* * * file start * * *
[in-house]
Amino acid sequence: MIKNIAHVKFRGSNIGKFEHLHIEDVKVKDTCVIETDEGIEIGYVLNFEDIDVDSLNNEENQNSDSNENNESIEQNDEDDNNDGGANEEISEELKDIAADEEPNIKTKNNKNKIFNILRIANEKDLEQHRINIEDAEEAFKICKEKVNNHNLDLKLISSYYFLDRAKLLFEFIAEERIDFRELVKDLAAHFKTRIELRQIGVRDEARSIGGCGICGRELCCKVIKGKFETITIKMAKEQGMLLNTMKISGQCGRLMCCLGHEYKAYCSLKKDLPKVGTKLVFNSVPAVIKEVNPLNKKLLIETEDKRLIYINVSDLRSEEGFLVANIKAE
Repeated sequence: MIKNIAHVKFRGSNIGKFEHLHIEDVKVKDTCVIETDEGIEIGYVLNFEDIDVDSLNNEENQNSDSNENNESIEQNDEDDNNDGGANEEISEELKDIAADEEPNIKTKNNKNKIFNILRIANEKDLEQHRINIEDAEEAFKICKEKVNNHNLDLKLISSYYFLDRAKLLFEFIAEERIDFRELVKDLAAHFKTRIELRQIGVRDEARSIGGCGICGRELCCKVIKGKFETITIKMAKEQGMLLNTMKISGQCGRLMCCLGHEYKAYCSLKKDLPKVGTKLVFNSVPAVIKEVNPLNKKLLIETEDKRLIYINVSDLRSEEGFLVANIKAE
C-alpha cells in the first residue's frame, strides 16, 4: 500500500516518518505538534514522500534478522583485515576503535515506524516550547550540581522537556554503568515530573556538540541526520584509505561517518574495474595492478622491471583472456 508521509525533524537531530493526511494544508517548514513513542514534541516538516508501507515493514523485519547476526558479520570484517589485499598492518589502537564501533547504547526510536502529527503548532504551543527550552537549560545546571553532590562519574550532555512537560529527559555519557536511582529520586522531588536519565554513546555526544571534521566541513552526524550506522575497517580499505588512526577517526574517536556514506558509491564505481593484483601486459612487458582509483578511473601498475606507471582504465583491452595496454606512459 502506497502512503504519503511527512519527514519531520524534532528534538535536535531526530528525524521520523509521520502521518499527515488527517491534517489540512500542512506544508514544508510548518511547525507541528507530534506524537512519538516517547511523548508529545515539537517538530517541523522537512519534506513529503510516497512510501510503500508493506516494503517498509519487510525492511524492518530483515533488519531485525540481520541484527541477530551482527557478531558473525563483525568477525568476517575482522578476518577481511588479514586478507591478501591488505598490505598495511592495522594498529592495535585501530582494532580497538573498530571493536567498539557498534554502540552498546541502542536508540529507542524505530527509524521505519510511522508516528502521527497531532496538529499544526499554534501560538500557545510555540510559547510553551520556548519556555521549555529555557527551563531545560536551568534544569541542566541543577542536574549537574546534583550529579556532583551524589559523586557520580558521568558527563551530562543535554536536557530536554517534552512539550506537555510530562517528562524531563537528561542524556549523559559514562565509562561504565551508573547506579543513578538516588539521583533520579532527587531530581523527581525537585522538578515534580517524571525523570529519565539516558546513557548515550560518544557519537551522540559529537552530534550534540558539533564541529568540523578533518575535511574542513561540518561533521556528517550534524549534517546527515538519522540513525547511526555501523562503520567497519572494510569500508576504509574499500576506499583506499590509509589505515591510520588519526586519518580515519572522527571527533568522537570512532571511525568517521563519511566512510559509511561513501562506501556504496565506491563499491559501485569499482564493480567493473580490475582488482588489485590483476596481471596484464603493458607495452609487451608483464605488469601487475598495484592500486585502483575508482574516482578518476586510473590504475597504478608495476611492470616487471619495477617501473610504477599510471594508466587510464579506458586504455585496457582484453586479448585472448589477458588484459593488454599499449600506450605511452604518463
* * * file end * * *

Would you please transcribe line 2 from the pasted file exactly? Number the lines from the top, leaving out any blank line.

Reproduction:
Amino acid sequence: MIKNIAHVKFRGSNIGKFEHLHIEDVKVKDTCVIETDEGIEIGYVLNFEDIDVDSLNNEENQNSDSNENNESIEQNDEDDNNDGGANEEISEELKDIAADEEPNIKTKNNKNKIFNILRIANEKDLEQHRINIEDAEEAFKICKEKVNNHNLDLKLISSYYFLDRAKLLFEFIAEERIDFRELVKDLAAHFKTRIELRQIGVRDEARSIGGCGICGRELCCKVIKGKFETITIKMAKEQGMLLNTMKISGQCGRLMCCLGHEYKAYCSLKKDLPKVGTKLVFNSVPAVIKEVNPLNKKLLIETEDKRLIYINVSDLRSEEGFLVANIKAE